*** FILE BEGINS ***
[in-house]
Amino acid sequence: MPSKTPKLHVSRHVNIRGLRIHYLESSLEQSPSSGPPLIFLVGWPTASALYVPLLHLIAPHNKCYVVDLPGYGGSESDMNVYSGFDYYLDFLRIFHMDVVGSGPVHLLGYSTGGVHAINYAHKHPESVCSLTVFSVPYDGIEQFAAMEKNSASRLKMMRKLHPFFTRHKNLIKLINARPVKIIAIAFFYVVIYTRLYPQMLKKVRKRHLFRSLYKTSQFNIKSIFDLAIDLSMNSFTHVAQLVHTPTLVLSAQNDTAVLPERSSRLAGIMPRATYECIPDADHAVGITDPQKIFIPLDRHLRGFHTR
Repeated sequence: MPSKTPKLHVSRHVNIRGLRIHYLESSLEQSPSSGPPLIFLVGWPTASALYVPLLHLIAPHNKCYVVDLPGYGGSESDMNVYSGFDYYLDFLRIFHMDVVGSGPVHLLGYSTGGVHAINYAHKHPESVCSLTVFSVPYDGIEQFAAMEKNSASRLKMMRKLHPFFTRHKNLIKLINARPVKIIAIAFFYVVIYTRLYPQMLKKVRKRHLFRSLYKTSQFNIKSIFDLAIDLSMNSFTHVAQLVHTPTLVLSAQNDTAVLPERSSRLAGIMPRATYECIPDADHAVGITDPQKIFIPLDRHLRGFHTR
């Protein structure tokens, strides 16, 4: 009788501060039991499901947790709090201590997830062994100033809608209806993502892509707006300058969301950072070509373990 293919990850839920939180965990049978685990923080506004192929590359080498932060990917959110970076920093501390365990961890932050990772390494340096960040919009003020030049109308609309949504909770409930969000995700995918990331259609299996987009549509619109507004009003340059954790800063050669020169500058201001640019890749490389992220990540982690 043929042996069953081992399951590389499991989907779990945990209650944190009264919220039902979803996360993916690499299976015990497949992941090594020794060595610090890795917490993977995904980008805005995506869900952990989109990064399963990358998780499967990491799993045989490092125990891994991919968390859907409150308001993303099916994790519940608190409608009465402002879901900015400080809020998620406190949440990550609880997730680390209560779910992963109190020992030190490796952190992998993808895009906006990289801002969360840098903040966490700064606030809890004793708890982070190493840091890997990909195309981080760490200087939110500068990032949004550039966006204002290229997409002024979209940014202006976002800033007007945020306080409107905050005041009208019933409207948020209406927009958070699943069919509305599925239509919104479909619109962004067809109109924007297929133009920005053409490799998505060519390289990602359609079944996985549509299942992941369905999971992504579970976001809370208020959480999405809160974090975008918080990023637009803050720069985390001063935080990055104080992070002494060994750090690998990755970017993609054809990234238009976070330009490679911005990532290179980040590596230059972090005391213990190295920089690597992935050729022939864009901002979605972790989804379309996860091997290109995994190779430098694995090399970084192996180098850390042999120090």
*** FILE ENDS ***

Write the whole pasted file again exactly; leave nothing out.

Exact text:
[in-house]
Amino acid sequence: MPSKTPKLHVSRHVNIRGLRIHYLESSLEQSPSSGPPLIFLVGWPTASALYVPLLHLIAPHNKCYVVDLPGYGGSESDMNVYSGFDYYLDFLRIFHMDVVGSGPVHLLGYSTGGVHAINYAHKHPESVCSLTVFSVPYDGIEQFAAMEKNSASRLKMMRKLHPFFTRHKNLIKLINARPVKIIAIAFFYVVIYTRLYPQMLKKVRKRHLFRSLYKTSQFNIKSIFDLAIDLSMNSFTHVAQLVHTPTLVLSAQNDTAVLPERSSRLAGIMPRATYECIPDADHAVGITDPQKIFIPLDRHLRGFHTR
Repeated sequence: MPSKTPKLHVSRHVNIRGLRIHYLESSLEQSPSSGPPLIFLVGWPTASALYVPLLHLIAPHNKCYVVDLPGYGGSESDMNVYSGFDYYLDFLRIFHMDVVGSGPVHLLGYSTGGVHAINYAHKHPESVCSLTVFSVPYDGIEQFAAMEKNSASRLKMMRKLHPFFTRHKNLIKLINARPVKIIAIAFFYVVIYTRLYPQMLKKVRKRHLFRSLYKTSQFNIKSIFDLAIDLSMNSFTHVAQLVHTPTLVLSAQNDTAVLPERSSRLAGIMPRATYECIPDADHAVGITDPQKIFIPLDRHLRGFHTR
């Protein structure tokens, strides 16, 4: 009788501060039991499901947790709090201590997830062994100033809608209806993502892509707006300058969301950072070509373990 293919990850839920939180965990049978685990923080506004192929590359080498932060990917959110970076920093501390365990961890932050990772390494340096960040919009003020030049109308609309949504909770409930969000995700995918990331259609299996987009549509619109507004009003340059954790800063050669020169500058201001640019890749490389992220990540982690 043929042996069953081992399951590389499991989907779990945990209650944190009264919220039902979803996360993916690499299976015990497949992941090594020794060595610090890795917490993977995904980008805005995506869900952990989109990064399963990358998780499967990491799993045989490092125990891994991919968390859907409150308001993303099916994790519940608190409608009465402002879901900015400080809020998620406190949440990550609880997730680390209560779910992963109190020992030190490796952190992998993808895009906006990289801002969360840098903040966490700064606030809890004793708890982070190493840091890997990909195309981080760490200087939110500068990032949004550039966006204002290229997409002024979209940014202006976002800033007007945020306080409107905050005041009208019933409207948020209406927009958070699943069919509305599925239509919104479909619109962004067809109109924007297929133009920005053409490799998505060519390289990602359609079944996985549509299942992941369905999971992504579970976001809370208020959480999405809160974090975008918080990023637009803050720069985390001063935080990055104080992070002494060994750090690998990755970017993609054809990234238009976070330009490679911005990532290179980040590596230059972090005391213990190295920089690597992935050729022939864009901002979605972790989804379309996860091997290109995994190779430098694995090399970084192996180098850390042999120090």